BackgroundST2 is involved in cardioprotective signaling in the myocardium and has been identified as a potentially promising biomarker in heart failure (HF). We evaluated ST2 levels and their association with functional capacity and long-term clinical outcomes in a cohort of ambulatory patients with HF enrolled in the Heart Failure: A Controlled Trial Investigating Outcomes of Exercise Training (HF-ACTION) studya multicenter, randomized study of exercise training in HF. Methods and ResultsHF-ACTION randomized 2331 patients with left ventricular ejection fraction <0.35 and New York Heart Association class II to IV HF to either exercise training or usual care. ST2 was analyzed in a subset of 910 patients with evaluable plasma samples. Correlations and Cox models were used to assess the relationship among ST2, functional capacity, and long-term outcomes. The median baseline ST2 level was 23.7 ng/mL (interquartile range, 18.6 31.8). ST2 was modestly associated with measures of functional capacity. In univariable analysis, ST2 was significantly associated with death or hospitalization (hazard ratio, 1.48; P<0.0001), cardiovascular death or HF hospitalization (hazard ratio, 2.14; P<0.0001), and all-cause mortality (hazard ratio, 2.33; P<0.0001; all hazard ratios for log2 ng/mL). In multivariable models, ST2 remained independently associated with outcomes after adjustment for clinical variables and amino-terminal pro-B-type natriuretic peptide. However, ST2 did not add significantly to reclassification of risk as assessed by changes in the C statistic, net reclassification improvement, and integrated discrimination improvement. ConclusionsST2 was modestly associated with functional capacity and was significantly associated with outcomes in a well-treated cohort of ambulatory patients with HF although it did not significantly affect reclassification of risk.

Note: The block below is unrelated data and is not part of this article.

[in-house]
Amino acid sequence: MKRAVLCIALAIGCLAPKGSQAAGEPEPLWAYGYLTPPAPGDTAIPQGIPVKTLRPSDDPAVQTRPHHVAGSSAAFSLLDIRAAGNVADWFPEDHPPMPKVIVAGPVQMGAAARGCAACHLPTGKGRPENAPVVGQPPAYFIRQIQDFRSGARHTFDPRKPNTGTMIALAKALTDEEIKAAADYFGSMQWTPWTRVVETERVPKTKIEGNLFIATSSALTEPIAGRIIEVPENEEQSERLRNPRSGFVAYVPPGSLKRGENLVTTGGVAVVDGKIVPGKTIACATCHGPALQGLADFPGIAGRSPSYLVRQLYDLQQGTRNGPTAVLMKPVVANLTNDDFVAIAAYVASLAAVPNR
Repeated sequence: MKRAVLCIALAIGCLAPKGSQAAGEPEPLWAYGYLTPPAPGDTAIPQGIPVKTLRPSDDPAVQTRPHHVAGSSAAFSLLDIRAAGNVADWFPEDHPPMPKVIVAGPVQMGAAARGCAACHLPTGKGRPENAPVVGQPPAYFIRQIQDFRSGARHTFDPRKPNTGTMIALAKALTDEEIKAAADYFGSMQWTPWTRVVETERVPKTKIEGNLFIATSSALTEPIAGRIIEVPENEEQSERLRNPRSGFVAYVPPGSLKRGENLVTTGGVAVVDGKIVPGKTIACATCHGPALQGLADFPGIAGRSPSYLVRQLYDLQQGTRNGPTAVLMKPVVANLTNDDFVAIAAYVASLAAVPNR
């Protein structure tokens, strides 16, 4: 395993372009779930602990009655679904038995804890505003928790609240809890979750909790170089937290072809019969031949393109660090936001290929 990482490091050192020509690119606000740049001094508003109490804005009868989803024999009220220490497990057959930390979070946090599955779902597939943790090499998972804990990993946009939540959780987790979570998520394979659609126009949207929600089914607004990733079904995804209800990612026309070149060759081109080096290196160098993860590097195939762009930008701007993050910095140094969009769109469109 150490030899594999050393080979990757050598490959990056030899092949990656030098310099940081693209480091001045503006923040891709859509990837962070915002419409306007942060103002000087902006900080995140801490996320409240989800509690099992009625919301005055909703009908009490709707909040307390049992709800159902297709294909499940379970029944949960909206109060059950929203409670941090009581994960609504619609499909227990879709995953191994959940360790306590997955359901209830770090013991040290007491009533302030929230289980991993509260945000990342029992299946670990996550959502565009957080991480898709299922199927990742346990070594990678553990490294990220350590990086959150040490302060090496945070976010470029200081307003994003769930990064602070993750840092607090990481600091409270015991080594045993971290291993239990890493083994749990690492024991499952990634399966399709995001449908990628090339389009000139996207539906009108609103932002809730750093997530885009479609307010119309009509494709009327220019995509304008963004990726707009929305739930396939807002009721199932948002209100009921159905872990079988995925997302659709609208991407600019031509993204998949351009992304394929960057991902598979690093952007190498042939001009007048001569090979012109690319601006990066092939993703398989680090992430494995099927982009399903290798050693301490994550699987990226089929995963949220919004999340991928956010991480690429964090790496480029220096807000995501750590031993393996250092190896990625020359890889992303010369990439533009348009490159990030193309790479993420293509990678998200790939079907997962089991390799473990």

|Original language||English (US)|
|Number of pages||8|
|Journal||Circulation: Heart Failure|
|State||Published - Nov 2013|
- Heart failure
ASJC Scopus subject areas
- Cardiology and Cardiovascular Medicine